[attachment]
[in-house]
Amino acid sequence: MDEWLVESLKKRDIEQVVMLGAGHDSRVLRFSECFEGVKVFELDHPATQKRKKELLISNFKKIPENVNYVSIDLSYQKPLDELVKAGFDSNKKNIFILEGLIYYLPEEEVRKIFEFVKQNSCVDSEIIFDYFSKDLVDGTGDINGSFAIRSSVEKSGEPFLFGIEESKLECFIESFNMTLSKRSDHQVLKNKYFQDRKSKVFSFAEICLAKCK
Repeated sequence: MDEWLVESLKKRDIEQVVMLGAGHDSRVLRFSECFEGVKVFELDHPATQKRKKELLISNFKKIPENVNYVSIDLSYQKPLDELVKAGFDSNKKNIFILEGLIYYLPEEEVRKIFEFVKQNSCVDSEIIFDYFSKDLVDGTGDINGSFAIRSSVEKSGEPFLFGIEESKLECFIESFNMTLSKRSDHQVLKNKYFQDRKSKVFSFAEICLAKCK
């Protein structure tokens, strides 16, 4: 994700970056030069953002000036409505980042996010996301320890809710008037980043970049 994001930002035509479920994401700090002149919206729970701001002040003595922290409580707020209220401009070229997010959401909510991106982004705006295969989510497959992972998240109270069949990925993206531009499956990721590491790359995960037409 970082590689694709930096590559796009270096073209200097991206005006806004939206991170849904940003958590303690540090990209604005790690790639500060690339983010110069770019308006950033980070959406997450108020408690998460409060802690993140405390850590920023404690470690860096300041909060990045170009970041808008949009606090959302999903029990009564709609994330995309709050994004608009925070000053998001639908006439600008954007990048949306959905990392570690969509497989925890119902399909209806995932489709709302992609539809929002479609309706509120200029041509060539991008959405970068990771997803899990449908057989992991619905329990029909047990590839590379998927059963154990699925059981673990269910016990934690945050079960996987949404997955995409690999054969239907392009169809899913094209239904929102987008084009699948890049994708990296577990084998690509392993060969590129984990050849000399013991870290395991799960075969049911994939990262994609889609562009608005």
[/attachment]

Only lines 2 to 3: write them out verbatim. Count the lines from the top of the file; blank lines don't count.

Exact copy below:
Amino acid sequence: MDEWLVESLKKRDIEQVVMLGAGHDSRVLRFSECFEGVKVFELDHPATQKRKKELLISNFKKIPENVNYVSIDLSYQKPLDELVKAGFDSNKKNIFILEGLIYYLPEEEVRKIFEFVKQNSCVDSEIIFDYFSKDLVDGTGDINGSFAIRSSVEKSGEPFLFGIEESKLECFIESFNMTLSKRSDHQVLKNKYFQDRKSKVFSFAEICLAKCK
Repeated sequence: MDEWLVESLKKRDIEQVVMLGAGHDSRVLRFSECFEGVKVFELDHPATQKRKKELLISNFKKIPENVNYVSIDLSYQKPLDELVKAGFDSNKKNIFILEGLIYYLPEEEVRKIFEFVKQNSCVDSEIIFDYFSKDLVDGTGDINGSFAIRSSVEKSGEPFLFGIEESKLECFIESFNMTLSKRSDHQVLKNKYFQDRKSKVFSFAEICLAKCK